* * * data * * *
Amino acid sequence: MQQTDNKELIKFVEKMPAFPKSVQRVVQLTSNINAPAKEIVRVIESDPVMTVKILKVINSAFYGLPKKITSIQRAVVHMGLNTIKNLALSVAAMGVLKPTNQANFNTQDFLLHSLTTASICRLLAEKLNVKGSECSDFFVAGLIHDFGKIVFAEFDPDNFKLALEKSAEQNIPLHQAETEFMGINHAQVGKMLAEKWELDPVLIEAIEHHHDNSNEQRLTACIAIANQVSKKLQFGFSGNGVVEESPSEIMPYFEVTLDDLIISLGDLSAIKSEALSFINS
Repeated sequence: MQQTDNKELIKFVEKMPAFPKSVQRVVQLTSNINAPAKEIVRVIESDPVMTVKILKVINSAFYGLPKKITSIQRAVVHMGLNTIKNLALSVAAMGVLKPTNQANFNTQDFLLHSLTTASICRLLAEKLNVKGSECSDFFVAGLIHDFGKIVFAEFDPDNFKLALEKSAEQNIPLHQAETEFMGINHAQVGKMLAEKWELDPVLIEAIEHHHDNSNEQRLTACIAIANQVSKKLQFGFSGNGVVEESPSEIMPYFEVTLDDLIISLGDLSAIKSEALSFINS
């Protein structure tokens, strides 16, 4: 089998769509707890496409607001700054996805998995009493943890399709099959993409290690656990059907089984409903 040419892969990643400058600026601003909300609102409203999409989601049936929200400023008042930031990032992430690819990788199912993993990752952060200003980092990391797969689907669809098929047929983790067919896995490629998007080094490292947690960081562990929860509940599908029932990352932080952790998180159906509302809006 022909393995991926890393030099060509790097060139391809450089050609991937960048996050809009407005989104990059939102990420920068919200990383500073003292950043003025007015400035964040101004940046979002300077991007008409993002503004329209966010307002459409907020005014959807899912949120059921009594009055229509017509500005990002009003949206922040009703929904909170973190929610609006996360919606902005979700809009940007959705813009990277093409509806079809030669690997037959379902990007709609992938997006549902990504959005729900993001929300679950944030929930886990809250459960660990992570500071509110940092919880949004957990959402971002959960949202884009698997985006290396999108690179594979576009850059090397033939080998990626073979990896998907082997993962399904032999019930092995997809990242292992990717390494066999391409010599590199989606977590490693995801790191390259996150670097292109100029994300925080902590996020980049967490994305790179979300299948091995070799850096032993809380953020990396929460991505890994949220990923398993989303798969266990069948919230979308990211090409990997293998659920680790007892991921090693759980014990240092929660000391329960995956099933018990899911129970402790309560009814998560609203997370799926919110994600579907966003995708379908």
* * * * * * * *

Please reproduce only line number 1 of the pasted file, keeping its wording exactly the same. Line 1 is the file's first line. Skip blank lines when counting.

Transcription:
Amino acid sequence: MQQTDNKELIKFVEKMPAFPKSVQRVVQLTSNINAPAKEIVRVIESDPVMTVKILKVINSAFYGLPKKITSIQRAVVHMGLNTIKNLALSVAAMGVLKPTNQANFNTQDFLLHSLTTASICRLLAEKLNVKGSECSDFFVAGLIHDFGKIVFAEFDPDNFKLALEKSAEQNIPLHQAETEFMGINHAQVGKMLAEKWELDPVLIEAIEHHHDNSNEQRLTACIAIANQVSKKLQFGFSGNGVVEESPSEIMPYFEVTLDDLIISLGDLSAIKSEALSFINS